The Red Sox offseason is off to a promising, if unspectacular, start. They’ve hired a new manager who commands the respect of players and is on the same page as the front office.
They’ve begun to address their pitching concerns by hiring Juan Nieves as the pitching coach, and have also signed catcher David Ross, which seems to spell the end for Jarrod Saltamacchia; he was adept offensively, but did not handle the staff well.
It’s been a much-needed calm and competent autumn so far for GM Ben Cherington, who after shedding more than $250 million in future payroll to the LA Dodgers, has a great chance to develop a perennial contender after being blessed with a nearly a blank slate.
So as Sox fans, let’s hope this recent blockbuster by the Blue Jays doesn’t get in the way of the plan for long-term success in Boston.
You’ve surely heard the news by now: Toronto acquired Jose Reyes, Josh Johnson and Mark Buerhle from the Marlins. (So much for them insisting on Mike Aviles in the Farrell exchange.) This automatically puts them in contention in the AL East, where the offensive struggles of the Rays and Yankees, and potential for regression by the O’s, make it a wide-open division.
The trade certainly makes Toronto better next year and, by default, lowers the chance of the Sox making the postseason. But hopefully Cherington has an eye on the future, and doesn’t pull the trigger on a potentially franchise crippling move in an attempt to “answer” what the Blue Jays have done.
There are two big prizes to be had this offseason: Josh Hamilton and Zach Greinke. If the market acts like it has in the past, each player will end up being greatly overpaid. While the Sox have the money—or maybe not—they most certainly should not go after either player.
After getting off to a great start last season, Hamilton posted back-to-back months of a .223 and .177 batting average. That’s two months of production barely better than Jose Iglesias. A player that inconsistent isn’t worth a $20 million/year payday.
That’s before mentioning that Hamilton is already 31, and has played an average of only 123 games the past four seasons. With his physical condition already limited by years of drug abuse, there’s no telling how long he’ll remain playing at his current level. Signing him is a risk the Sox cannot take.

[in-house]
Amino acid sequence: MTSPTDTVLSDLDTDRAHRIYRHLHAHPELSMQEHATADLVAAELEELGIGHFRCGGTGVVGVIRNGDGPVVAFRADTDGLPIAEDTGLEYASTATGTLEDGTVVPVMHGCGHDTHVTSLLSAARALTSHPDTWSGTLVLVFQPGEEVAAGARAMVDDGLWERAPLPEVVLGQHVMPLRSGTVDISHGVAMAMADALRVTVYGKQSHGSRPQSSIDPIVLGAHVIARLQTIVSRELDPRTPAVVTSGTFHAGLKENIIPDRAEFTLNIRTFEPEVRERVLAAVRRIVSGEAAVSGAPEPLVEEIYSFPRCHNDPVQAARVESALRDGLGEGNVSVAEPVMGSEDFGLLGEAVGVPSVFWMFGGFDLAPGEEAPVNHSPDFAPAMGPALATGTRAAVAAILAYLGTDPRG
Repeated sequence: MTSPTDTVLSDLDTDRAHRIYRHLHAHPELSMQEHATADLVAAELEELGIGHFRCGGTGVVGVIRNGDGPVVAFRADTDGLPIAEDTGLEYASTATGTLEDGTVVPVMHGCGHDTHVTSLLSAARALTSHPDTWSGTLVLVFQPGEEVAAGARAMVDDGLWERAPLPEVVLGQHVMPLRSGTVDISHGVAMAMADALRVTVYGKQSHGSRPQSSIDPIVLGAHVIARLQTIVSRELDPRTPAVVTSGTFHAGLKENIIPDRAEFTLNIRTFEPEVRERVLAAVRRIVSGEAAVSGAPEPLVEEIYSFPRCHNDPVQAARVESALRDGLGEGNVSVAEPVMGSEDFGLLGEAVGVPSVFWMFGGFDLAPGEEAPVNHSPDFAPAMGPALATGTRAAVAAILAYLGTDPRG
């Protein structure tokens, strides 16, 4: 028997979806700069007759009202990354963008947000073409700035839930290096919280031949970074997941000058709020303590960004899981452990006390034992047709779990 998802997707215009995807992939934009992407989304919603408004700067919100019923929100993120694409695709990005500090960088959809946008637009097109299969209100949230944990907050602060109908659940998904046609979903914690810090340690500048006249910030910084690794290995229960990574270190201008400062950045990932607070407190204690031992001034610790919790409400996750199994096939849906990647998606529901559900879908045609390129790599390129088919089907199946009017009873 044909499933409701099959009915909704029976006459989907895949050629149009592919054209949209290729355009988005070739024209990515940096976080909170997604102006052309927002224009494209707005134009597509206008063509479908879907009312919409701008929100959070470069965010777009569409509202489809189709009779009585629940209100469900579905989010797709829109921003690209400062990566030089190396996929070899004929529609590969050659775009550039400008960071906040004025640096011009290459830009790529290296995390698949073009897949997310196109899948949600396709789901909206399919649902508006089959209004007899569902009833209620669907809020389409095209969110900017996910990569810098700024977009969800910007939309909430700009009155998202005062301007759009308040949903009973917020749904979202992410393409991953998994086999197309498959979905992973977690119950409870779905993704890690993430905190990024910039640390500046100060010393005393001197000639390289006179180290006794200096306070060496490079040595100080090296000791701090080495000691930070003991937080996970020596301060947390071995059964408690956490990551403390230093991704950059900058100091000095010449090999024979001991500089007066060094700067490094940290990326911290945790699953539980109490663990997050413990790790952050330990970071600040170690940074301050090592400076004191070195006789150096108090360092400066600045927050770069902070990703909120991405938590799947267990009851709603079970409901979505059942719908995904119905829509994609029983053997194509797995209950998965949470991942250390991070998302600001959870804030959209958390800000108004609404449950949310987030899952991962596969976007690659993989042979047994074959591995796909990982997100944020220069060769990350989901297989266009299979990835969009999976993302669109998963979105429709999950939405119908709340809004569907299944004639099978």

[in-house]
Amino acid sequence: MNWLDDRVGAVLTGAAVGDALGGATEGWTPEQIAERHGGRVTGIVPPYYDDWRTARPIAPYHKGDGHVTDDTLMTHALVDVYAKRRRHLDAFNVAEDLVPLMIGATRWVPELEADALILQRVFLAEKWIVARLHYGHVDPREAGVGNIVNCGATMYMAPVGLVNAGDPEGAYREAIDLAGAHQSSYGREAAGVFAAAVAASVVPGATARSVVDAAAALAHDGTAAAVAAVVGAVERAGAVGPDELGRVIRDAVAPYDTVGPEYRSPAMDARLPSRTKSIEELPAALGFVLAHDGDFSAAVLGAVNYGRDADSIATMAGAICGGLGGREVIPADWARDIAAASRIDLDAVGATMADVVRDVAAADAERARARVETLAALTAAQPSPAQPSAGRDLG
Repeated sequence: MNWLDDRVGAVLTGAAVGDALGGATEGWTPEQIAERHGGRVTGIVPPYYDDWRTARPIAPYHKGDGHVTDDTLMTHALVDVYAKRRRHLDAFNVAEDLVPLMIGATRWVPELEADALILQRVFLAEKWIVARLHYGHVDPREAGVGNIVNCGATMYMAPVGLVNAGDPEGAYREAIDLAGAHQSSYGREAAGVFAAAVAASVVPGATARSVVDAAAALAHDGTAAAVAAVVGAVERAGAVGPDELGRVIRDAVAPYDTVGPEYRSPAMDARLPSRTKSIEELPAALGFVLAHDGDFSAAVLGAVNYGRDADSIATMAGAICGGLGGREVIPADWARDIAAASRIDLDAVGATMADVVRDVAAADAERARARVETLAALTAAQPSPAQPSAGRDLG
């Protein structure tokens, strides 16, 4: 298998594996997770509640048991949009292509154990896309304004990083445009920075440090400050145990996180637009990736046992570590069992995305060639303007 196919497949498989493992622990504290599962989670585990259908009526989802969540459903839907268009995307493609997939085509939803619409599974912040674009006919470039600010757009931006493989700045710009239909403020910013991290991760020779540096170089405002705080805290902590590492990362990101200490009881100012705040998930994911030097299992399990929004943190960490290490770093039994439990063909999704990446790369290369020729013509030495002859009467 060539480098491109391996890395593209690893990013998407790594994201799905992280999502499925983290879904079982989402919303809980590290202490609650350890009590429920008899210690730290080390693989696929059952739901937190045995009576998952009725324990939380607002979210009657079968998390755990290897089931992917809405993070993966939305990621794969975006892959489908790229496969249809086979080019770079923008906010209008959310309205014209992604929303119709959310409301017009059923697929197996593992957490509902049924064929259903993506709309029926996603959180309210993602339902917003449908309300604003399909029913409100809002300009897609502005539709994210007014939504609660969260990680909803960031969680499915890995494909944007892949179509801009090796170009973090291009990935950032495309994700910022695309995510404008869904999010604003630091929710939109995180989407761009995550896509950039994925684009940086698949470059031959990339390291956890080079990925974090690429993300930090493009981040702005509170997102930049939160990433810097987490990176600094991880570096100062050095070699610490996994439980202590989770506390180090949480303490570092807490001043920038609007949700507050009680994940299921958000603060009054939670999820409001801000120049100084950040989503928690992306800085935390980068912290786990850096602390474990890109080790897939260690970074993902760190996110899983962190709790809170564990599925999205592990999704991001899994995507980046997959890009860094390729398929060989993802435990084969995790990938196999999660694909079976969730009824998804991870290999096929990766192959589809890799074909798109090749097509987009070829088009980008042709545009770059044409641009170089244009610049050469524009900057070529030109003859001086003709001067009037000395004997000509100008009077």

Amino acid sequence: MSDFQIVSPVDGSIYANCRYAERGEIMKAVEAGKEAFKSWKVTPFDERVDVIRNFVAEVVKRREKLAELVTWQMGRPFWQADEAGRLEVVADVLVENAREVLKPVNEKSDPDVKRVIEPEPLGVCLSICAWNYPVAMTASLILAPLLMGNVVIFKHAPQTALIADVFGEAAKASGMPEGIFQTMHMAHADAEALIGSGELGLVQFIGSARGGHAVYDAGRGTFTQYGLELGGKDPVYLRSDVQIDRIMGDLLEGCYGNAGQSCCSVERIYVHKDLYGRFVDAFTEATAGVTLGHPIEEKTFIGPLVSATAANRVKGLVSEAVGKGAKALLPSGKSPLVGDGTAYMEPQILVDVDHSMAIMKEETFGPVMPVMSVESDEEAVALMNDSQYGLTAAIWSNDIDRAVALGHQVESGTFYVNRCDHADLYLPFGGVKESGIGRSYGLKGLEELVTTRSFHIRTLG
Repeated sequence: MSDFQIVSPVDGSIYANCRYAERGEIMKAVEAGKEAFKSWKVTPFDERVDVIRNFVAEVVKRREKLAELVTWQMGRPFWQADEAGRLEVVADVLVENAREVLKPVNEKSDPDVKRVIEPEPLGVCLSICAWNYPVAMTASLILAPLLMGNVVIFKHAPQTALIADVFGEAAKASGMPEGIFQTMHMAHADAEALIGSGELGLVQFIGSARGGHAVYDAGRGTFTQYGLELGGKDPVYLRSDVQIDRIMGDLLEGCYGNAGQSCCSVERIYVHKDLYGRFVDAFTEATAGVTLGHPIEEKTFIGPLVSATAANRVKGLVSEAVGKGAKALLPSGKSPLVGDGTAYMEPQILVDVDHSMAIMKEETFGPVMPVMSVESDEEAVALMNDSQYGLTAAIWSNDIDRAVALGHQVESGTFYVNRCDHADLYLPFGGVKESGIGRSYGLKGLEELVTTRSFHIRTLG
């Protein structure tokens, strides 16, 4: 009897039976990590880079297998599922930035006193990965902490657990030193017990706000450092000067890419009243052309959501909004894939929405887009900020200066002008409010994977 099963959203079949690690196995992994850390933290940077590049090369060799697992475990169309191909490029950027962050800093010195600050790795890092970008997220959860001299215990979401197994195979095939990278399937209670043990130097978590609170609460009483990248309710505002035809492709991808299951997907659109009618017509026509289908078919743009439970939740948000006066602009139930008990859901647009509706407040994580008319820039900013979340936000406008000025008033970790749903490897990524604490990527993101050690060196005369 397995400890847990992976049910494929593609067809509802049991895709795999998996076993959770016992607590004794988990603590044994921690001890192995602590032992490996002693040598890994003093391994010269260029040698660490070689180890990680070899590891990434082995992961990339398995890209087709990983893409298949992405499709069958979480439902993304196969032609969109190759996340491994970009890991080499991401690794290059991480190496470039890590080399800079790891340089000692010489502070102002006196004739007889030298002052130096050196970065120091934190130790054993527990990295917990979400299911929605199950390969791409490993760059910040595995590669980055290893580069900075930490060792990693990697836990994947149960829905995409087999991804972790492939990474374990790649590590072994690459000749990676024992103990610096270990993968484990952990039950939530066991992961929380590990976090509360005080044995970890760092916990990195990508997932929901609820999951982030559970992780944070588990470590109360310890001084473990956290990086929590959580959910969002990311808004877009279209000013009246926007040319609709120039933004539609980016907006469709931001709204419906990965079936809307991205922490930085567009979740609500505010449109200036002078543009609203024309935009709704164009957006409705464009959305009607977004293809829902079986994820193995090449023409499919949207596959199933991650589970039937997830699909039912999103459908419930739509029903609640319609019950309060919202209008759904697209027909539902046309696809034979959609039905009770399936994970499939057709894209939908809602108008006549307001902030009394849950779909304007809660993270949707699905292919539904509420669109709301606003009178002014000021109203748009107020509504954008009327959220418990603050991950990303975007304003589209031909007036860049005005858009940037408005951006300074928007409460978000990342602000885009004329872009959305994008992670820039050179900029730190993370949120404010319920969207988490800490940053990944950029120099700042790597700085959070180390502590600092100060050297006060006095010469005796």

Then there’s Greinke. I don’t like bringing this up, but because of Boston’s hyperactive media, I have to: the guy does not like attention focused on him. According to Joe Posnanski, he refused to pose for a Sports Illustrated cover and has said “being on the cover is awful because it encourages more autograph seekers.” Well, welcome to Boston, Zach, where we have the most intense fans in all of sports.
Even looking past those concerns, his pitching accomplishments don’t merit a $150 million contract. He’s pitched to a 3.83 ERA over the past three seasons, with an ERA+ of 106—which means he was only six percent better league average over that time. The Sox don’t need to spend Sabathia money on Greinke, only to see him melt under the pressure of pitching in Boston while yielding numerous home runs balls over the Green Monster.
Past those two players there’s the second-tier free agents, guys like BJ Upton, Nick Swisher, Anibal Sanchez and Edwin Jackson. What’s the one aspect that’s comparable between those players? They’re all only slightly above average, yet their agents will ask teams for $15 million a year.
The Sox didn’t clear all that money to sign those types of players.
What should the Sox do, then? How about going after some lower cost guys.
They can take a look at Brandon McCarthy as he comes back from his head injury. Maybe they’ll take a risk on an oft-injured pitcher like Shawn Marcum, whose 3.62 ERA over the past three years is better than Greinke’s. Their recent interest in Mike Napoli is promising, as instead of paying for his career year in 2011, they can sign him at a lower cost because of a below average 2012 season.
Plus, the Sox have Jacoby Ellsbury’s impending free agency at the end of next season. Would you rather pay him $105 million over seven years, or Hamilton $125 million over five?
What the Sox can’t do is throw big money at guys that are unlikely to produce. They already did that with John Lackey and Carl Crawford, and look where that got the franchise.
One would hope that Cherington has learned from the mistakes of his predecessor and will stick to solid, lower risk moves instead of throwing money around when it’s not conducive to success.
But this recent Blue Jays move poses a risk to the team’s current development phase. Two years of roster building and keeping costs down without making the playoffs will be much better for the club than being in the race next year—at the expense of limited payroll flexibility, and in 2016 trotting out Josh Hamilton at DH for 100 games with a .240 average and 20 home runs.
Boston can’t make the same mistakes they made before—and that includes staying silent as the Blue Jays welcome their three new All-Star players.